Blood, guts, and one last chance for glory: saying goodbye to “Succession”

Zoe Leone, Arts & Life Editor

“Ghastly,/With open eyes, he attends, blind/All the bells say: too late. This is not for tears … Often he reckons, in the dawn, them up./Nobody is ever missing,” reads the lines of the poem, “Dream Songs 29,” by John Berryman that contains the titles of the four season finales of “Succession.”

The most recent episode, “With Open Eyes,” brought the HBO mega-hit to an awe-inducing close. The tumultuous finale was a gorgeous end to the fourth and final season of the show. While the series started with what seemed like the ultimate Roy sibling team-up, things quickly spiraled after the unexpected death of their tyrannical father, Logan Roy (Brian Cox), in the third episode.

The choice was bold, to say the least. Cox has a larger-than-life screen presence and the idea of a “Succession” without his bolstering trademark “fuck off”s seemed near-impossible to pull off. Yet as the narrative started to turn away from its previously business-heavy storylines and into the grieving Roy family, showrunner Jesse Armstrong and the genius writers’ room proved that their judgment was (rightfully) not to be questioned.

Kendall (Jeremy Strong), Roman (Kieran Culkin) and Shiv Roy (Sarah Snook) begin to deteriorate as the guiding (and more often than not, abusive) force in their life is suddenly gone. Whether it was fighting for or against their father, the overarching presence of Logan Roy left a visible hole of complicated grief and ravenous desperation in the trio. 

As they ripped each other apart and formed new alliances in the wake of the board vote that would decide the sale of American Television Network, the family company, it become unsettlingly clear that no matter how much we rooted for these characters to break out of the cycles their parents had sunk them into, “Succession” was fated to end with bloodshed.

The finale showed the three youngest Roy siblings at their hungriest and most distressed. This desperation forces them into camaraderie, an alliance balancing delicately on the flighty temperaments of the people with the most to lose. The closer and more childlike with each other they get, the more intense the sinking feeling in your stomach gets. As any “Succession” watcher knows, nothing good ever lasts for the Roy siblings.

And yet it doesn’t just come to an end, but a spectacular explosion of fists flying and nasty insults. In the final twenty minutes of the series, Shiv, Roman and Kendall Roy bloom into the kind of hurt they were trained by their father to endure: the kind that cuts close to the bone, bearing only the deepest weaknesses and insecurities. It’s like watching a car crash happen right in front of you, completely horrifying and painfully riveting.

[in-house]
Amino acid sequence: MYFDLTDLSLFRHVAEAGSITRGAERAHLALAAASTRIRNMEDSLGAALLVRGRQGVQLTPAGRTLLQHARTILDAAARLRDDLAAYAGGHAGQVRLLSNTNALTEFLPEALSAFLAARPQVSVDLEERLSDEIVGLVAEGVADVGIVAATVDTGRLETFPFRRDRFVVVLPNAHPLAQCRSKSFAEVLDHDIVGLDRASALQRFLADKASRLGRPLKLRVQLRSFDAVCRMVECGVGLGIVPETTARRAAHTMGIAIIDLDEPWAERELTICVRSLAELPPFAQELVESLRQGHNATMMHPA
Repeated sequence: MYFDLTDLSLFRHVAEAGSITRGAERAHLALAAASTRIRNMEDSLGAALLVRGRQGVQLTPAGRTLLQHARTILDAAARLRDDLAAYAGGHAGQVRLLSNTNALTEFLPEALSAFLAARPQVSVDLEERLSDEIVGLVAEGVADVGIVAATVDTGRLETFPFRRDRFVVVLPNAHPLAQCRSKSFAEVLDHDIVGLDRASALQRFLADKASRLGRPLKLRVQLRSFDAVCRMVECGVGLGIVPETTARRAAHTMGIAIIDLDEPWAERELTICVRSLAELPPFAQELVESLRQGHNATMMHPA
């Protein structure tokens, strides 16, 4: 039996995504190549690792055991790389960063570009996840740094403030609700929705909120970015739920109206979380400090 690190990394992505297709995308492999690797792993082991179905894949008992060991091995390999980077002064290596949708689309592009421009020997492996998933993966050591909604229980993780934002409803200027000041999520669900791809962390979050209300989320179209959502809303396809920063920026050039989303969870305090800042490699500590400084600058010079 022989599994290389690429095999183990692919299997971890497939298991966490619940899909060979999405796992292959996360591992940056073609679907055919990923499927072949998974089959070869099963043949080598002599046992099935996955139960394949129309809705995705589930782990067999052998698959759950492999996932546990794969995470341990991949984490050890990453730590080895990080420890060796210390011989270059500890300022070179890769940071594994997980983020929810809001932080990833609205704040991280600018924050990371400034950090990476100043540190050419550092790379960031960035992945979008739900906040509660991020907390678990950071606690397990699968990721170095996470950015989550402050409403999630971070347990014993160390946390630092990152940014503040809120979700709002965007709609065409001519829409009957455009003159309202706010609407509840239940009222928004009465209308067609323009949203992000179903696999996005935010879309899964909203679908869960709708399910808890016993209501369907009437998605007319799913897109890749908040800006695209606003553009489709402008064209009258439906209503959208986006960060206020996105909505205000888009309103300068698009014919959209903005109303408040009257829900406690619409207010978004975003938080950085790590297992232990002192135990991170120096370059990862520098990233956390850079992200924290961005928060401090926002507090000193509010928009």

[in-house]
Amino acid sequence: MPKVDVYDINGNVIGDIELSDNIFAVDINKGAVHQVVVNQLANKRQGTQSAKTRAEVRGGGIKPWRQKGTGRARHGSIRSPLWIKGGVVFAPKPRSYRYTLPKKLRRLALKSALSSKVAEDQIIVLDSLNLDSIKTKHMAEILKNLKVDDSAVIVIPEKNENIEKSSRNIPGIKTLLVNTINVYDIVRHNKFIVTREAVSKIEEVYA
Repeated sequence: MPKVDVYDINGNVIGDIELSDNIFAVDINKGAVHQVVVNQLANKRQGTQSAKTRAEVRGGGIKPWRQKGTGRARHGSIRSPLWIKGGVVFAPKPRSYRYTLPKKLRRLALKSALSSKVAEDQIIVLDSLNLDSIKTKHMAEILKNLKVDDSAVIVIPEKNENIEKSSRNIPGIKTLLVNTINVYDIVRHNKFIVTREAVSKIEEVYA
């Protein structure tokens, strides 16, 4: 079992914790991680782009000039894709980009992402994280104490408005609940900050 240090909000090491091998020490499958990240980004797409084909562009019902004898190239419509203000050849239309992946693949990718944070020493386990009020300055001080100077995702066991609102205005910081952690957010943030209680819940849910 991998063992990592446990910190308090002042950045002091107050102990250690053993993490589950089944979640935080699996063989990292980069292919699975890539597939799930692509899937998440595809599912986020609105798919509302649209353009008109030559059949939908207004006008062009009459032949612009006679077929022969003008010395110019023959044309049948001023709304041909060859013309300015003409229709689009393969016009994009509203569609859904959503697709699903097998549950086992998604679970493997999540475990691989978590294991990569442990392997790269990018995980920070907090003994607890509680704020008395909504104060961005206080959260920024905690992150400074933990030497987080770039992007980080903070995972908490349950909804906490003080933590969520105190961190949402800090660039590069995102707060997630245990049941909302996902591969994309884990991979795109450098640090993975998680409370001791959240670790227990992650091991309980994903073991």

With the world at their feet and the remains of their family company at their fingertips, everything turns to dust as Shiv Roy makes the ultimate sacrifice, both for herself and her brothers. Maybe it’s selfless, a final attempt to free her siblings from the corporate clutches of their father, maybe it’s all in vain as she clings to the only stable security she can rely on, her estranged husband and the father of her child. Regardless, the Roy siblings fracture into broken pieces of each other.

Roman Roy, signing away his father’s company and staring down a martini glass, wandering aimlessly without the directions of his father and his fists. Kendall Roy, the prepped prince who’s been trained since age seven to be the head of the company, forever lost now that his prospective job title is. And Shiv Roy, doomed to live forever three steps behind her CEO husband, forced out of necessity to be the wife and mother she never wanted to be.

Connor Roy, the oldest and perhaps most normal of the Roy siblings, will be taking some form of governmental role in Slovenia, though as always, his story matters a little less to everyone around him.

The twisted journey that brought us to the end of the series is heart-wrenching and sickening to watch, yet it still manages to be remarkable. The reality of the situation is that these characters we’ve grown to love and root for over the years are privileged, self-serving people who exist in a world of obscene amounts of money and glass cages made of years of abuse. And so in their final attempts for power, it slips through their fingers, forever sentencing them to carry out the generational traumas that have defined their lives since birth.

While the characters may be entering a life of entitled and eternal suffering, their actor counterparts are surely in for a sweeping award season. With Variety confirming that Snook, the mastermind behind Shiv Roy, will be submitted to the Emmys as a lead actress, there’s almost no doubt that she will be walking away with the trophy after her stunning performance this season.

After a five-year run, “Succession” comes to a brilliantly-written end, further cementing its status as one of television’s all-time bests. As Kendall Roy once said: “All bangers all the time.”